How oppressed they would feel if someone took their oppressors away!

So no, maybe I don’t know what the rest of the world, or the country, or even the state of Washington looks like. But I do know Seattle. I’m in it on several levels every day. It’s a much nicer, much friendlier, much fairer place individually than the collective seems to want me or anyone else to notice. But I do notice. I certainly hope more people begin to as well. Because all this rallying towards disharmony creates the sensory confusion I mentioned in the beginning. Too hot or too cold? It’s impossible to know, because it encourages an ever-deepening degree of personal guardedness that prevents anyone from staying close enough to each other to find out.

24 thoughts on “The Hordes of the Invisible”

  1. As a former Seattleite awash in the city’s refugees washing up in Bellingham, I know they will not be satisfied until they create our community in a Seattle’s own image.


  2. Your experience in Seattle is the same as my experience in Philadelphia. There is a lot of money in being a victim. Just ask Oprah and Al Sharpton.


  3. I read stuff like this and I want to do the face/palm thing. This is still something new and shocking to people. Guys… it’s been like this for close to ten years now. And still, every day, millions of normies wake up and discover – “holy chit!!! Democrats are the REAL racists!!! And some of these homosexuals and pedos and feminists and marxists…the are REALLY messed up!!!”

    Hello McFly. Nice a ya to join us.

    Yes. Yes, the loons are in charge of the asylum, the drunks are running the liquor store…the fox is taking care of the hens.

    So… what are we going to do, now that you have noticed the obvious, and can no longer believe the ludicrous?


  4. Very well said! And: I am a fellow Seattlite – you are absolutely correct on all points, here. I live in a Capitol Hill neighborhood of $1.25M+ homes and every other yard has at least one “In This House We Believe” sign – total virtual signaling in a neighborhood that voted overwhelmingly for Obama and Clinton (there are still plenty of and Clinton bumper stickers on cars, too) and also voted multiple times for socialist Kshama Sawant, and where the only minorities ever to be seen have arrived in landscaping trucks or “Maid Brigade” cards and where (as far as they know) there is nobody in disagreement at all!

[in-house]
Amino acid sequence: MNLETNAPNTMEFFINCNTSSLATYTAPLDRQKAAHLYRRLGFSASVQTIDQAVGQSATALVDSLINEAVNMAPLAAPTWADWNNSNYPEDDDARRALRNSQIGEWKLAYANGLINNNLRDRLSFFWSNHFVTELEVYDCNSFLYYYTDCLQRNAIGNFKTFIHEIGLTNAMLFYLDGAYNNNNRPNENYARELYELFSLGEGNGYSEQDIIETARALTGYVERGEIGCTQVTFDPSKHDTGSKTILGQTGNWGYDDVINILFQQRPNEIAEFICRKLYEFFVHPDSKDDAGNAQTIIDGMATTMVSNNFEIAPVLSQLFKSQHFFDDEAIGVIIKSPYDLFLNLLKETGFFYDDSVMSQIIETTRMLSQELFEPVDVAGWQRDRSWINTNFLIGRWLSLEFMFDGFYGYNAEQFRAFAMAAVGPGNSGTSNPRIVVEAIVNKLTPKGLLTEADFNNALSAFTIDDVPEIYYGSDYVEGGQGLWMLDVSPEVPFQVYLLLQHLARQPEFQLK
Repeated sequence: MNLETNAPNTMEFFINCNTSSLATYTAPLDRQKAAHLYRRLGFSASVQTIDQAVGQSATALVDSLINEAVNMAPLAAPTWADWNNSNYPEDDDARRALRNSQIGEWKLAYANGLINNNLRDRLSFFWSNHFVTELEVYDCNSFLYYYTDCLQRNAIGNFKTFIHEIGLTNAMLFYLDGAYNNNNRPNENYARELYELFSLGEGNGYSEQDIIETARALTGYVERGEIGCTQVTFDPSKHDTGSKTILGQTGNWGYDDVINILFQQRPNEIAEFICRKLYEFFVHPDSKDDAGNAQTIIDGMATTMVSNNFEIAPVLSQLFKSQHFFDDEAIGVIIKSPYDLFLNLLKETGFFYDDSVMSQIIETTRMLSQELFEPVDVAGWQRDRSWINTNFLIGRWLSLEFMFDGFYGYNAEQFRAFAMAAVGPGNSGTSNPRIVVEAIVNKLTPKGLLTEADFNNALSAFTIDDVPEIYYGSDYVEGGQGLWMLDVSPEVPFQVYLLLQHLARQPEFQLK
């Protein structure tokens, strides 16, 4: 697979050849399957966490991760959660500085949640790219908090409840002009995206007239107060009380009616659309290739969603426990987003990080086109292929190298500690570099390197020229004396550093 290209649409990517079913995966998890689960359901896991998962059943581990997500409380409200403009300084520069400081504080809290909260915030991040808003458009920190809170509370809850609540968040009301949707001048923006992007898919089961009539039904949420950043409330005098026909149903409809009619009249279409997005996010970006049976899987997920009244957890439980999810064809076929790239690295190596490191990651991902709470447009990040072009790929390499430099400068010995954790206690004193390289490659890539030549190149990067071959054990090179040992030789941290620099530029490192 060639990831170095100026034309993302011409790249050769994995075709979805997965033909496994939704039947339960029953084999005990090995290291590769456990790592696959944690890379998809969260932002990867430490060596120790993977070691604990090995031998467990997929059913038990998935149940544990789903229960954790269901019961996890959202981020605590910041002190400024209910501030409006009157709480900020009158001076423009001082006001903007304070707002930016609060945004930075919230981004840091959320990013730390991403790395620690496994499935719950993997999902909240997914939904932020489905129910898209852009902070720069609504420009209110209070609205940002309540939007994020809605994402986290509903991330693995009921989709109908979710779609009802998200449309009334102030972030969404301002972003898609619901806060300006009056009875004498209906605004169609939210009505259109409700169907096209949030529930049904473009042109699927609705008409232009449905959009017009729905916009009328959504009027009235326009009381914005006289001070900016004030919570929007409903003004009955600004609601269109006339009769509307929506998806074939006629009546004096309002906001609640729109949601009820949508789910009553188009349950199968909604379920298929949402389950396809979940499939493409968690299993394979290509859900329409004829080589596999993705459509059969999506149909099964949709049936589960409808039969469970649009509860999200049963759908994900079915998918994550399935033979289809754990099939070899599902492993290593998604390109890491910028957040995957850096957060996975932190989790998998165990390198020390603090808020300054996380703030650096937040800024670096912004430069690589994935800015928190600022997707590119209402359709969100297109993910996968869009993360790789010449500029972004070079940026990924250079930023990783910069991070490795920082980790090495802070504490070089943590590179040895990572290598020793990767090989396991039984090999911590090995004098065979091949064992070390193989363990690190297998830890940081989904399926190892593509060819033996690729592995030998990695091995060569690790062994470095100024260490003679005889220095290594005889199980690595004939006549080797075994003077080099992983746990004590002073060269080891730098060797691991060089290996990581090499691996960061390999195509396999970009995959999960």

5. Seattle was, not that long ago, a delightful city and a wonderful place to visit. Now it’s just another suffocatingly cramped, teeming anthill. Parking is a nightmare. There are lines and waits for everything. Guys in suits babble into cell phones and step over unconscious homeless as they hurry into Starbucks for an $8.00 cup of coffee. Rivulets of urine and stool run out of the cardboard boxes that dot the sidewalks. And the very air is charged with an amalgam of inchoate progressivism/grievance/anger. Trustafarians with iPhone 10’s and BMW convertibles sport dreadlocks and shriek about inequality.
    It’s decidedly not normal to live this way, and it shows. Crazy place. We don’t go anymore.


    1. I HAVE to go into Seattle occasionally for medical treatment. Otherwise I wouldn’t ever see it except on the way through on I-5. The tent pueblos next to the fwy. are spreading as TPTB belch grandiloquent twaddle about “income disparity” and “affordable housing” as the reasons for raw sewage in the streets.
      It’s like throwing meat trimmings on the ground and noticing how many stray cats suddenly show up, then demanding “solutions” that exacerbate the problem. Some “homeless” (i.e. “bums”) are indeed living in the street due to unfortunate circumstances. The other 97% are living in the street because they like it that way and it’s tolerated/encouraged.
      I suggest 48 hr notice to GFOD, followed by the well-regulated militia making sure they comply. Axe handles and rubber buckshot come to mind as non-lethal implements to get the message across.
      Bus tickets to Santa Monica, CA would be distributed with the 48 hr notices, so the poor dears wouldn’t be stuck with no place to go.


  6. Well said, Mr. Havens. No extra words. Just right. I don’t know how/when this outrage culture ends. They already eat their own, but then 10 more appear. Most sane people just ignore this stuff, but I suppose it’s impossible to ignore if you live in a place like Seattle (or Portland OR, or SF, or Berkeley CA, etc.). I have the good fortune to not live in any such place. I am also fortunate to have stumbled onto your blog.


  7. Angelo Codevilla makes a parallel point about “White Supremacy”.

    “…indicting roughly 72 percent of the population as white supremacists, likely violent…
    “…Their proposals would impose pre-punishment for pre-crimes on persons accused or “suspected” of being a “white supremacist.” By whom? On the basis of what? In practice, a “white supremacist” is anyone whom anyone in power dislikes enough to so label him. Who would accept being outlawed at will? Our ruling class plays with matches in a house drenched in gasoline…
    “…the logic of the ruling class’s campaign against white supremacy cannot end in the deplorables’ peaceful submission because that campaign itself has no natural end. Some of the class’s components are sure to push for ever-stricter measures. More surely, an inherently abusive campaign of racial profiling itself guarantees deadly friction…”


  8. […] success. Presumably because of some form of racism. I point again to my insistence that the perception of racism far outweighs the reality of it, precisely because of its necessity in the lives of the people fighting it. It’s the paradox […]